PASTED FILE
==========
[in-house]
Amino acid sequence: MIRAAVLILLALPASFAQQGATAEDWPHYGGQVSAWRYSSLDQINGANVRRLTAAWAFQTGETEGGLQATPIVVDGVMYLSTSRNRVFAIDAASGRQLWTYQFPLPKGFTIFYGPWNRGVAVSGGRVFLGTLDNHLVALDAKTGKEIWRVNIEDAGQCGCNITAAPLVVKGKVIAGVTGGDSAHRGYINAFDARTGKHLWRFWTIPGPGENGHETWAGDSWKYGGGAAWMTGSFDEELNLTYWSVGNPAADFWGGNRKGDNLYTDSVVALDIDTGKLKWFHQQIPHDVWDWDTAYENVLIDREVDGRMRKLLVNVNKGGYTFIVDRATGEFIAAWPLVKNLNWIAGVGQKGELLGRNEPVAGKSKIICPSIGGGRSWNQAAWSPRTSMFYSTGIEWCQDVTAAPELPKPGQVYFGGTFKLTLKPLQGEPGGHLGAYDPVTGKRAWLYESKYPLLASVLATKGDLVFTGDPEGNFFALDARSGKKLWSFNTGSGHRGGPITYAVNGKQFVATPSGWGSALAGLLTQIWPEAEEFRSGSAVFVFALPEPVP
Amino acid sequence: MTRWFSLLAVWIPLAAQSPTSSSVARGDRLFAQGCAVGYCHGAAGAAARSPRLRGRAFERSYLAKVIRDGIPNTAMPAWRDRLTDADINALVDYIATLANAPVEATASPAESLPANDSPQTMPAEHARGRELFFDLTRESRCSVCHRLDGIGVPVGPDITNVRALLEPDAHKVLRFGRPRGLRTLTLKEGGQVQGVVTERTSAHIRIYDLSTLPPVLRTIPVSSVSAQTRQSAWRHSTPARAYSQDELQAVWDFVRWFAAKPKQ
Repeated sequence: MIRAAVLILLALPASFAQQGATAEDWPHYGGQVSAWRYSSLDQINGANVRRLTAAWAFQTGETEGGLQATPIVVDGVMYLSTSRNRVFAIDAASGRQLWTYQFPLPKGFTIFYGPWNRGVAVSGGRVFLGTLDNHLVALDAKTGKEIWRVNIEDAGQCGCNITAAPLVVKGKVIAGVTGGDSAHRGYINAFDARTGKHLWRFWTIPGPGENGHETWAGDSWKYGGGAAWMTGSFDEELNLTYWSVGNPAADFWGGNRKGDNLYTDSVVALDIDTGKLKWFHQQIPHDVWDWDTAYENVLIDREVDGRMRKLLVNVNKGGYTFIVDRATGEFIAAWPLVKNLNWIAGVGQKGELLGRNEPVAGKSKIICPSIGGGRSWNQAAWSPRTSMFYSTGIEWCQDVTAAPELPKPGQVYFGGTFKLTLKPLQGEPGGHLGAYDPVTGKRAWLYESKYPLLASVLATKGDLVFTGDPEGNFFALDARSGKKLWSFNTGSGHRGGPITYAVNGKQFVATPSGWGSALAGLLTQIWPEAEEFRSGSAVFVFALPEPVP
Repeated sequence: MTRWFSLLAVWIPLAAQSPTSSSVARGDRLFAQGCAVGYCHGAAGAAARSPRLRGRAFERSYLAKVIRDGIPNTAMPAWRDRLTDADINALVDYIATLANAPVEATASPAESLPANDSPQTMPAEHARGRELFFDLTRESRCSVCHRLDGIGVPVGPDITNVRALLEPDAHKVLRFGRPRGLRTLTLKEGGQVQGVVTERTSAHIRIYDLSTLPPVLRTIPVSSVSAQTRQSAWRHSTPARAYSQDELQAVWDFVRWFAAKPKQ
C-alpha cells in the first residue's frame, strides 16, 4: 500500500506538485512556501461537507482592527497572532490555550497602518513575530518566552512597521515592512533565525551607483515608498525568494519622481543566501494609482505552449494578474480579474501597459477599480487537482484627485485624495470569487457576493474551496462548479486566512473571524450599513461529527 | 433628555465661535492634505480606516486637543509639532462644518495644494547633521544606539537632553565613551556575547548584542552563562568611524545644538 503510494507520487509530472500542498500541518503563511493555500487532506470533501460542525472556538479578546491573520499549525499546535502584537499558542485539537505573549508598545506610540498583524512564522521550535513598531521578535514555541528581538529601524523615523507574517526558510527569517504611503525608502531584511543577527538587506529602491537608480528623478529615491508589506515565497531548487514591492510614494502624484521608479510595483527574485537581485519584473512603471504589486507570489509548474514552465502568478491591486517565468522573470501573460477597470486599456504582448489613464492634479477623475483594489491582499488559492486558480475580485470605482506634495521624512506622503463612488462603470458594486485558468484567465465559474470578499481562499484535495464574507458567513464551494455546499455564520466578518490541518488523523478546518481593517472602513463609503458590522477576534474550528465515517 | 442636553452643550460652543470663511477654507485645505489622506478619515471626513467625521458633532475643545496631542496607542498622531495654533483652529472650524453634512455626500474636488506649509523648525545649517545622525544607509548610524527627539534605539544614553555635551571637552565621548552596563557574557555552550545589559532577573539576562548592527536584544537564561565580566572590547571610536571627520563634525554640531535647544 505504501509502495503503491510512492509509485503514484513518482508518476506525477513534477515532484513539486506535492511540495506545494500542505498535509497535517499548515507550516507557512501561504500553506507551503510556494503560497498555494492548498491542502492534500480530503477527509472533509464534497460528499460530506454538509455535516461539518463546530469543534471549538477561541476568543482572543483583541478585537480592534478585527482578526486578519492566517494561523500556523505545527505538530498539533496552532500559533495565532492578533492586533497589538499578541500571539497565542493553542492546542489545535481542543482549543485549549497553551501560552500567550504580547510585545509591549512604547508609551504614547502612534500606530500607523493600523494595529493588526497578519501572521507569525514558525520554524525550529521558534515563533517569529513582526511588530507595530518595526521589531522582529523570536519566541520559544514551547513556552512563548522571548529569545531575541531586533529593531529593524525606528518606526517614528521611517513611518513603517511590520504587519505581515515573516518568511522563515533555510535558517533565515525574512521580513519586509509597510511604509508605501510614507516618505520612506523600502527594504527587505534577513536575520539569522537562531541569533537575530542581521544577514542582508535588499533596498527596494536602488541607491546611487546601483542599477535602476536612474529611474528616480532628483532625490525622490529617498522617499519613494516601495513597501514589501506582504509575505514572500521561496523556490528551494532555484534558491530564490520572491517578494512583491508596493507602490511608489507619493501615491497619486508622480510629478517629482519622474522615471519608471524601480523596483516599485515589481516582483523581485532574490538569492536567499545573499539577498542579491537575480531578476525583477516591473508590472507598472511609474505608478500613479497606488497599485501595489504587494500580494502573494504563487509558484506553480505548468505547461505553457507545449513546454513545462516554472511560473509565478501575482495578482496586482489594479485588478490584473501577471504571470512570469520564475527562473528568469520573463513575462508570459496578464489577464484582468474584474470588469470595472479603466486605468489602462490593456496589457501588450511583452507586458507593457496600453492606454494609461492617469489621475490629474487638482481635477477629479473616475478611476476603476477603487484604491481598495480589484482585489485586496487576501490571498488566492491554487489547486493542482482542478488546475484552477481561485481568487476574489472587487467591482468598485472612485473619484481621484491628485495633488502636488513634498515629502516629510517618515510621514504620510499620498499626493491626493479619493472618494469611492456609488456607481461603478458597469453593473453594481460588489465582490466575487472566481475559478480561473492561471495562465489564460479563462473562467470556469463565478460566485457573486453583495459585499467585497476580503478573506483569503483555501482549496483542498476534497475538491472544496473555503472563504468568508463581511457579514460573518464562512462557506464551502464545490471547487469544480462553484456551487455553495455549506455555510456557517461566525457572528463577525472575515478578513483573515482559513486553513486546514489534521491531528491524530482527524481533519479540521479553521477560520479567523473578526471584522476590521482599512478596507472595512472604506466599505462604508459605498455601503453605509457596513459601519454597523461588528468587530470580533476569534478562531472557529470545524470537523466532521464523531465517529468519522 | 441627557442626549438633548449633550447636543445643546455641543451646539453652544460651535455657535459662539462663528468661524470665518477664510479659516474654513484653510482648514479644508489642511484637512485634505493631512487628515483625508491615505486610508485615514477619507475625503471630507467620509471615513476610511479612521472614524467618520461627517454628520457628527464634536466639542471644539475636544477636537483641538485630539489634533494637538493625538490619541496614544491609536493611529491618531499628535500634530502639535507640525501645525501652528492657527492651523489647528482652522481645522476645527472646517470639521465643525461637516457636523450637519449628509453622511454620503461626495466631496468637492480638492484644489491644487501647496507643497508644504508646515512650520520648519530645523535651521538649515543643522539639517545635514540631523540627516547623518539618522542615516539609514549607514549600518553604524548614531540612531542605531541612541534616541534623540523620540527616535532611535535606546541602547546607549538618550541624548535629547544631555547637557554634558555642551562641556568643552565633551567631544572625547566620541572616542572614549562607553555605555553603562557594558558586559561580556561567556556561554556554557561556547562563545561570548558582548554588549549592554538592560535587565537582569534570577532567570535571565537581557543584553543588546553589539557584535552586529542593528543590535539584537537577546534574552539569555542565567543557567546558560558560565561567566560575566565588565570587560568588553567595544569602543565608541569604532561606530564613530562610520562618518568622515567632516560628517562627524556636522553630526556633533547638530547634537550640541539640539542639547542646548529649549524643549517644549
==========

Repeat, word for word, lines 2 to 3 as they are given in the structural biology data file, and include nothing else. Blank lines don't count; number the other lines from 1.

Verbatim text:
Amino acid sequence: MIRAAVLILLALPASFAQQGATAEDWPHYGGQVSAWRYSSLDQINGANVRRLTAAWAFQTGETEGGLQATPIVVDGVMYLSTSRNRVFAIDAASGRQLWTYQFPLPKGFTIFYGPWNRGVAVSGGRVFLGTLDNHLVALDAKTGKEIWRVNIEDAGQCGCNITAAPLVVKGKVIAGVTGGDSAHRGYINAFDARTGKHLWRFWTIPGPGENGHETWAGDSWKYGGGAAWMTGSFDEELNLTYWSVGNPAADFWGGNRKGDNLYTDSVVALDIDTGKLKWFHQQIPHDVWDWDTAYENVLIDREVDGRMRKLLVNVNKGGYTFIVDRATGEFIAAWPLVKNLNWIAGVGQKGELLGRNEPVAGKSKIICPSIGGGRSWNQAAWSPRTSMFYSTGIEWCQDVTAAPELPKPGQVYFGGTFKLTLKPLQGEPGGHLGAYDPVTGKRAWLYESKYPLLASVLATKGDLVFTGDPEGNFFALDARSGKKLWSFNTGSGHRGGPITYAVNGKQFVATPSGWGSALAGLLTQIWPEAEEFRSGSAVFVFALPEPVP
Amino acid sequence: MTRWFSLLAVWIPLAAQSPTSSSVARGDRLFAQGCAVGYCHGAAGAAARSPRLRGRAFERSYLAKVIRDGIPNTAMPAWRDRLTDADINALVDYIATLANAPVEATASPAESLPANDSPQTMPAEHARGRELFFDLTRESRCSVCHRLDGIGVPVGPDITNVRALLEPDAHKVLRFGRPRGLRTLTLKEGGQVQGVVTERTSAHIRIYDLSTLPPVLRTIPVSSVSAQTRQSAWRHSTPARAYSQDELQAVWDFVRWFAAKPKQ